The faculty members of the Clinical Psychology specialization have diverse interests, which are reflected in the course content of the classes they teach and in articles written for national and international publications. These interests include child and adult psychopathology; human motivation and attitudes; psychopharmacology; women’s issues; legal and ethical issues in psychology; multicultural issues; cognitive behavior therapy; abnormal psychology; gerontology (normal and pathological aging, health psychology); personality tests assessment; and social competence promotion.

Current faculty information can be located on the Cleveland State University Faculty Profile page.

Financial Assistance

Tuition grants generally are awarded to first-year students, which covers the cost of approximately 18 credit hours of coursework. All application materials must be received by February 15 for full consideration for financial assistance. During the second year of the full-time Clinical Psychology specialization, some students work in paid fieldwork placements.

Career Information

Graduates of the Clinical Psychology specialization typically are employed as psychology assistants in such work settings as hospitals, mental health centers or clinics, private practice, human service agencies, industrial settings, and geriatric facilities. Primary functions include assessment, consultation, and administration. About 30 percent of graduates in this specialization continue on to pursue doctoral degrees.

Admission Information

The Clinical specialization requires of all applicants:

  1. Scores from the General Aptitude Test of the Graduate Record Examination;
  2. A firm foundation in the basic principles of psychology (e.g., at least a 3.0 undergraduate GPA with a major or minor in psychology);
  3. A completed departmental information form and personal statement;
  4. Official transcripts for all colleges and universities attended;
  5. Two letters of recommendation; and
  6. An interview, by invitation, with faculty members of the Clinical Psychology program committee.

For optimal consideration of their application to the Clinical Psychology specialization, prospective students should complete the following course work before enrollment: Introductory Psychology, Personality or Theories of Personality, Abnormal Psychology, Memory and Cognition, Basic Statistics, and Experimental Psychology (Laboratory or Research Design).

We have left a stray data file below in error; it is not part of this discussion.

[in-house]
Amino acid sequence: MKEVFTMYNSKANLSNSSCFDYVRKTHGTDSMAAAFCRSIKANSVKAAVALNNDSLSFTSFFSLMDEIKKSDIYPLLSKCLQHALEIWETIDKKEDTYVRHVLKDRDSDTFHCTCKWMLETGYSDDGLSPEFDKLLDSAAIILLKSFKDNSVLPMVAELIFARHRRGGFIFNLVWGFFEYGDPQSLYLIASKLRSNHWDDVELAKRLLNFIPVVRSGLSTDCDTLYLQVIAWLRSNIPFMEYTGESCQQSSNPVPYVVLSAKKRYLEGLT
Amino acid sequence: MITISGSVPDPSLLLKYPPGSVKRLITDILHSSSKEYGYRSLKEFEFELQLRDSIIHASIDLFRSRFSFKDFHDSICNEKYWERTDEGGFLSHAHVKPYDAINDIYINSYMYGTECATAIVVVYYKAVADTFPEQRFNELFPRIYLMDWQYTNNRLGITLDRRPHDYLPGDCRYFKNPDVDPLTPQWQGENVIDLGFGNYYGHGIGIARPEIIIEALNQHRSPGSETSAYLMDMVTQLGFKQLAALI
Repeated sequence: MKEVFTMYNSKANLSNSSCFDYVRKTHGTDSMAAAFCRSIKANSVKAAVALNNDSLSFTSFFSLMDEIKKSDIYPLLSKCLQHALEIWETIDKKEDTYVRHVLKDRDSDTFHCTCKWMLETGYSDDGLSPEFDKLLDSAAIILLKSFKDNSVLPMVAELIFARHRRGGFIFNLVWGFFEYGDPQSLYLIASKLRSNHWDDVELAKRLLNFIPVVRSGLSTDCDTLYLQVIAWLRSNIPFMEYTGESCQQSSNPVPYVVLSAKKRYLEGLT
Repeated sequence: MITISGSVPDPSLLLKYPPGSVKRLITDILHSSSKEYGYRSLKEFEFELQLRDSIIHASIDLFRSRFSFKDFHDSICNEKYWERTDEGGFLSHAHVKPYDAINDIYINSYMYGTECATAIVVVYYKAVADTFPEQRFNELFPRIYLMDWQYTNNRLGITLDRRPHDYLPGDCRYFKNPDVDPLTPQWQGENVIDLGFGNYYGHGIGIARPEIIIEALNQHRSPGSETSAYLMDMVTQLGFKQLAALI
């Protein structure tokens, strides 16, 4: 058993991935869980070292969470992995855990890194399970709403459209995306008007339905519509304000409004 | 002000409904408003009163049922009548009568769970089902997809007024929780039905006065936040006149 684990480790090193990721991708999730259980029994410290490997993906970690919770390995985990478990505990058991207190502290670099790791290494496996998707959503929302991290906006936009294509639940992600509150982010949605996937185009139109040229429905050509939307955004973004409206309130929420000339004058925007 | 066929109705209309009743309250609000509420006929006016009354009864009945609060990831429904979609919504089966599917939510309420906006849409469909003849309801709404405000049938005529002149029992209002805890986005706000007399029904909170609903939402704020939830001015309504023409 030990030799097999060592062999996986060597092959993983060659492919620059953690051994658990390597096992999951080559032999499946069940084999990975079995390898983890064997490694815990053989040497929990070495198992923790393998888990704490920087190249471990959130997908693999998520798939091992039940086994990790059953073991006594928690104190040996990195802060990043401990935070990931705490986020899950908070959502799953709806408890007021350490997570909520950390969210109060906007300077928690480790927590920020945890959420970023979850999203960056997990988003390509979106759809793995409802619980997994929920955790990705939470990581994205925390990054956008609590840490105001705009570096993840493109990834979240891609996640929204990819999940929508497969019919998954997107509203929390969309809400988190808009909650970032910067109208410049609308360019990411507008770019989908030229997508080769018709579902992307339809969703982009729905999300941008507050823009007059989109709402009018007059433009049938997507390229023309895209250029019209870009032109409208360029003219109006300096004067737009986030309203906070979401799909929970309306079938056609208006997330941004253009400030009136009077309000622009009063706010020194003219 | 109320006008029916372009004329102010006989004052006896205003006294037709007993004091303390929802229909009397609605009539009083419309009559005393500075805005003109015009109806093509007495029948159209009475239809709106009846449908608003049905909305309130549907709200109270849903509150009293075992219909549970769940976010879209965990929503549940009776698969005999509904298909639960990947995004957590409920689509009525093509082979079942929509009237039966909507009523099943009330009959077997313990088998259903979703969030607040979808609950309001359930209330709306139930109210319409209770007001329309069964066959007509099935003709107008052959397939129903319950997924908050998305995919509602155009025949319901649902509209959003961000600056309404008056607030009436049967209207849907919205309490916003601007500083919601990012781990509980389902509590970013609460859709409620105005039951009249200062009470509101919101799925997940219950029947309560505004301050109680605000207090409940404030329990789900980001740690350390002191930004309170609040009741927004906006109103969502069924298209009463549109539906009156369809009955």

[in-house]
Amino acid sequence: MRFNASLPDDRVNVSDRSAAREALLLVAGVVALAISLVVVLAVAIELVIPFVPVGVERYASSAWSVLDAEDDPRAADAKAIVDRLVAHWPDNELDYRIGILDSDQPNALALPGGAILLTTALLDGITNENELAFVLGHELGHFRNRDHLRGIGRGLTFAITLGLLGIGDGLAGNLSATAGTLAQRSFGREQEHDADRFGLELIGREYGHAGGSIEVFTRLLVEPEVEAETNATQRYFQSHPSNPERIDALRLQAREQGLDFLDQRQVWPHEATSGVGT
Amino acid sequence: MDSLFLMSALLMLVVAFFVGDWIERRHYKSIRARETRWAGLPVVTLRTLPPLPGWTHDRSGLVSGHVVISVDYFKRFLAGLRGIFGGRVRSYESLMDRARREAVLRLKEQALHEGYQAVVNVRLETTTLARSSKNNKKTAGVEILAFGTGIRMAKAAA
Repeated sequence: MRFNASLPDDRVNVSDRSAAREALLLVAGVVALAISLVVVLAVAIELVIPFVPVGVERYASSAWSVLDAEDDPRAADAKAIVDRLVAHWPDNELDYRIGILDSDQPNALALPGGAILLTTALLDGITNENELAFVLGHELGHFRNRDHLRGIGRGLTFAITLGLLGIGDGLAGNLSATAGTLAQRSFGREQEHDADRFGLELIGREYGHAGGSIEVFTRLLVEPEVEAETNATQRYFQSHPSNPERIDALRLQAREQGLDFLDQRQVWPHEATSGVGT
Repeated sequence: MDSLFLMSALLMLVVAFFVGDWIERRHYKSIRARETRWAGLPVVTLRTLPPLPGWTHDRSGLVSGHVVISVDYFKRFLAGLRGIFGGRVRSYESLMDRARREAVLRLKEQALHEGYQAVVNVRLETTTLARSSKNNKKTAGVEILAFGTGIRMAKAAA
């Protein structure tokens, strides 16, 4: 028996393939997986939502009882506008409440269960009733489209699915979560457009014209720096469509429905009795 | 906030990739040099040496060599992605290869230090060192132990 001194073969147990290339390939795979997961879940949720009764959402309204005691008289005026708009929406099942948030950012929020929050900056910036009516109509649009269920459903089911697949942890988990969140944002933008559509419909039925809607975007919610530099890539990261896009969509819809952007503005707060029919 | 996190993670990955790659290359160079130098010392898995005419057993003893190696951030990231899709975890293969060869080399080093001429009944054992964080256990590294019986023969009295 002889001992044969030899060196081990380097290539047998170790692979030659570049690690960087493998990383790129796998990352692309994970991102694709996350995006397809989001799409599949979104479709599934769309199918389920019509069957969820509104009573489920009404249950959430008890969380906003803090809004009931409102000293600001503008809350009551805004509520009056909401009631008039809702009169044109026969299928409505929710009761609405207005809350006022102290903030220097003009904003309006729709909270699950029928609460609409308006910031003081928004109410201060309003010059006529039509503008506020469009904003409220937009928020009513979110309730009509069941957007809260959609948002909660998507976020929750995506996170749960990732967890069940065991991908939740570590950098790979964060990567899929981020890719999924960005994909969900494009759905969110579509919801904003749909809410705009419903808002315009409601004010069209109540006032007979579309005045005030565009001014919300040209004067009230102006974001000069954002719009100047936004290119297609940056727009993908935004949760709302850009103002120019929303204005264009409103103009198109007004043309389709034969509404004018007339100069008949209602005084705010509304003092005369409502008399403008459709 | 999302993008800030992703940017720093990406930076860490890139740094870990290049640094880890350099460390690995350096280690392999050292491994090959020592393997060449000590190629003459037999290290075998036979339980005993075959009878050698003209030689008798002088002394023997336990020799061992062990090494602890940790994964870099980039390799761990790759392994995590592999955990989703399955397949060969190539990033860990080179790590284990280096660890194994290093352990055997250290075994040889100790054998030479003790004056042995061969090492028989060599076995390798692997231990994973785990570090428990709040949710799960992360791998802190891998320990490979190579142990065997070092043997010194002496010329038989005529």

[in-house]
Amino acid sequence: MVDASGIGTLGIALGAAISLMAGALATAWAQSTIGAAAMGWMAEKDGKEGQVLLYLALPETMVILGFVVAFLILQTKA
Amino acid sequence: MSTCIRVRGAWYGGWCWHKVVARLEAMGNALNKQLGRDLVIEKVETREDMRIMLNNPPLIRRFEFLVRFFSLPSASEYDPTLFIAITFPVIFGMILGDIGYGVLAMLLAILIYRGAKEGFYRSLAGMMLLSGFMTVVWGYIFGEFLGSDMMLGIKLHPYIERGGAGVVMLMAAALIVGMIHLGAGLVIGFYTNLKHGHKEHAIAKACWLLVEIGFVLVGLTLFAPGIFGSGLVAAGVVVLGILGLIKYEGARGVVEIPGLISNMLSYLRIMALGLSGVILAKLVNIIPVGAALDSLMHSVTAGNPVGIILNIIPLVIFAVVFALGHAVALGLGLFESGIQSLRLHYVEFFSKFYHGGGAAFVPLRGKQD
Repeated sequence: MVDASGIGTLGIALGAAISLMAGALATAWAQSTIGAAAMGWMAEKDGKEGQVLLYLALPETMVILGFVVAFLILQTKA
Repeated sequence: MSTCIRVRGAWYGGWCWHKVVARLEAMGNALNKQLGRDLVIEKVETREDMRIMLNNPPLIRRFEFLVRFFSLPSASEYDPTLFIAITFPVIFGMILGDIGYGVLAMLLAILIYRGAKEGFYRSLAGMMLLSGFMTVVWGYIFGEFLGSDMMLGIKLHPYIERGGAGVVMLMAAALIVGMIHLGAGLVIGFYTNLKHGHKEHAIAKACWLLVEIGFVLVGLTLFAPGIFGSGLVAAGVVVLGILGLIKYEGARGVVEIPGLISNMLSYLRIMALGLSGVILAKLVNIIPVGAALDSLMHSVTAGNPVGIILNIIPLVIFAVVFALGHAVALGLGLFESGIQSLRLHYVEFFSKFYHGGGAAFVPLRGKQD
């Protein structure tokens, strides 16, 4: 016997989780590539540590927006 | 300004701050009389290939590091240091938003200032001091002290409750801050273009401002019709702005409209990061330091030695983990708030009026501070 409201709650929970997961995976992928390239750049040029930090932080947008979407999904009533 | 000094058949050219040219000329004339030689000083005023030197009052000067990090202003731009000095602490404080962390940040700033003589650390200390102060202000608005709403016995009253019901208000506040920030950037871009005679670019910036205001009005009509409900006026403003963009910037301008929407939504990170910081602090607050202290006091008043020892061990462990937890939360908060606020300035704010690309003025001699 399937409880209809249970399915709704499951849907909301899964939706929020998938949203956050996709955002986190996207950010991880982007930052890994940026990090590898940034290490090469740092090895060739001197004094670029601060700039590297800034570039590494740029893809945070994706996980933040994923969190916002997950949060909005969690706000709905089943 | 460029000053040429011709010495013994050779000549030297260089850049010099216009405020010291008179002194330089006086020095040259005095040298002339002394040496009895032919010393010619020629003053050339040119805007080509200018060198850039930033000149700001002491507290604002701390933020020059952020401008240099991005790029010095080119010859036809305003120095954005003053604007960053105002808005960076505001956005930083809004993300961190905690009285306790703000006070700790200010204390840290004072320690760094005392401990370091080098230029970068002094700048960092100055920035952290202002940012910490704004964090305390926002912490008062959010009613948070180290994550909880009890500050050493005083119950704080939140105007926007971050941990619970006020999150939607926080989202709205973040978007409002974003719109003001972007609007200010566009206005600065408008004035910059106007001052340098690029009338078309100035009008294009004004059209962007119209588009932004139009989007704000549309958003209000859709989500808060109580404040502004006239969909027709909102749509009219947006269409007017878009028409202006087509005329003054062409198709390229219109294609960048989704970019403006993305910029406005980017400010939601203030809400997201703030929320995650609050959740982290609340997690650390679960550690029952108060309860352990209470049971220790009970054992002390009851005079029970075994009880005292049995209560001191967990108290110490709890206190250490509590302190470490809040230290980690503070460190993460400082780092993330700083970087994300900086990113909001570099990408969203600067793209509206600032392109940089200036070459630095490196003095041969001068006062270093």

Preparation beyond the minimum suggested above will likely strengthen applications. If an applicant received a BA in psychology five or more years ago, he or she is encouraged to update credentials by enrolling in advanced undergraduate or beginning graduate courses. The application deadline is February 15.

Apply Now: http://www.csuohio.edu/gradcollege/admissions/apply.html

Degree Requirements

(Clinical Psychology Specialization)

Year Two: Fall Semester

Year Two: Spring Semester

Fieldwork Placement

All students in the Clinical Psychology specialization who perform satisfactorily during the first year are assigned half-time (15 hours per week) field placements in their second year (PSY 690  and PSY 691 ). Four hours of academic credit are earned each semester for satisfactory completion of fieldwork; grades of S (Satisfactory) or F (Failure) are given upon completion of each semester over the full year’s experience. Agency fieldwork supervisors make periodic, comprehensive evaluations of the students’ work. Students may, on occasion, be required to continue their fieldwork placements into the summer, if necessary, to demonstrate satisfactory performance.

Exit Requirements

A thesis is required of Clinical Psychology students in the Doctoral Preparation track. For Clinical Practitioner students, graduation is based on the successful completion of the required courses and fieldwork experience. These students, however, may elect to substitute a thesis for specified course work as part of the program of instruction.

The Consumer-Industrial Research Program


The Consumer-Industrial Research program (CIRP) prepares students to conduct applied research in business and organizational settings. Students acquire the conceptual tools, research methods, and data analysis techniques to understand consumer product purchasing, responses to advertising, brand image, recruiting, person-job fit, employee selection, job analysis, performance management and related processes.

A second emphasis of the Consumer-Industrial Research program is the application of research methods and data analysis skills within an organization. Students are trained to design, administer, and interpret job satisfaction surveys, organizational climate surveys, and other important measures. Students are also taught how to conduct program evaluations (e.g., assessment of new organizational programs) and work on job analysis projects. Students also receive training in market segmentation, brand positioning, and other related methods that are commonly used.